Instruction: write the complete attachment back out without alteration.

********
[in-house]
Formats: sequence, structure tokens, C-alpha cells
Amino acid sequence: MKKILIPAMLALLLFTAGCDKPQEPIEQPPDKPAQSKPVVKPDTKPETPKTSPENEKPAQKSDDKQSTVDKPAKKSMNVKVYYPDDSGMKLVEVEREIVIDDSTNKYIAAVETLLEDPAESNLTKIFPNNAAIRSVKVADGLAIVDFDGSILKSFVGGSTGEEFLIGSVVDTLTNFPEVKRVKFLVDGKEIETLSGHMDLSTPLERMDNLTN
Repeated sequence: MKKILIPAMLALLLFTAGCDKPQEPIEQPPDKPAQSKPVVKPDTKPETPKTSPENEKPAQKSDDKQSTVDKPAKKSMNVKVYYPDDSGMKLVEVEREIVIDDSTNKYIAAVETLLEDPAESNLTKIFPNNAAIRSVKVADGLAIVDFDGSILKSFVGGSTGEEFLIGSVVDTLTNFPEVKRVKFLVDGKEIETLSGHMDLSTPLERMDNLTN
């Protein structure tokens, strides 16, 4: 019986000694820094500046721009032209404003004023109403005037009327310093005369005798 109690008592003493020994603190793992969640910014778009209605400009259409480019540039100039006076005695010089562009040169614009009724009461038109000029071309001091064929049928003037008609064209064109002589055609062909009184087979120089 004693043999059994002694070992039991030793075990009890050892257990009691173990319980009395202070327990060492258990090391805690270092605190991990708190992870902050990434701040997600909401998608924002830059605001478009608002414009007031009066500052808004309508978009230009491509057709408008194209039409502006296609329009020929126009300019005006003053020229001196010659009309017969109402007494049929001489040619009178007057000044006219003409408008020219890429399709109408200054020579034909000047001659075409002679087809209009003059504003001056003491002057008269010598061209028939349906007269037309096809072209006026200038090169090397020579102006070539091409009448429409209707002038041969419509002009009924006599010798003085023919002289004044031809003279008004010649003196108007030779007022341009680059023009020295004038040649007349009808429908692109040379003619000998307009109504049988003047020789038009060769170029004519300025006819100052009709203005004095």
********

[in-house]
Formats: sequence, structure tokens, C-alpha cells
Amino acid sequence: MKKILIPAMLALLLFTAGCDKPQEPIEQPPDKPAQSKPVVKPDTKPETPKTSPENEKPAQKSDDKQSTVDKPAKKSMNVKVYYPDDSGMKLVEVEREIVIDDSTNKYIAAVETLLEDPAESNLTKIFPNNAAIRSVKVADGLAIVDFDGSILKSFVGGSTGEEFLIGSVVDTLTNFPEVKRVKFLVDGKEIETLSGHMDLSTPLERMDNLTN
Repeated sequence: MKKILIPAMLALLLFTAGCDKPQEPIEQPPDKPAQSKPVVKPDTKPETPKTSPENEKPAQKSDDKQSTVDKPAKKSMNVKVYYPDDSGMKLVEVEREIVIDDSTNKYIAAVETLLEDPAESNLTKIFPNNAAIRSVKVADGLAIVDFDGSILKSFVGGSTGEEFLIGSVVDTLTNFPEVKRVKFLVDGKEIETLSGHMDLSTPLERMDNLTN
């Protein structure tokens, strides 16, 4: 019986000694820094500046721009032209404003004023109403005037009327310093005369005798 109690008592003493020994603190793992969640910014778009209605400009259409480019540039100039006076005695010089562009040169614009009724009461038109000029071309001091064929049928003037008609064209064109002589055609062909009184087979120089 004693043999059994002694070992039991030793075990009890050892257990009691173990319980009395202070327990060492258990090391805690270092605190991990708190992870902050990434701040997600909401998608924002830059605001478009608002414009007031009066500052808004309508978009230009491509057709408008194209039409502006296609329009020929126009300019005006003053020229001196010659009309017969109402007494049929001489040619009178007057000044006219003409408008020219890429399709109408200054020579034909000047001659075409002679087809209009003059504003001056003491002057008269010598061209028939349906007269037309096809072209006026200038090169090397020579102006070539091409009448429409209707002038041969419509002009009924006599010798003085023919002289004044031809003279008004010649003196108007030779007022341009680059023009020295004038040649007349009808429908692109040379003619000998307009109504049988003047020789038009060769170029004519300025006819100052009709203005004095």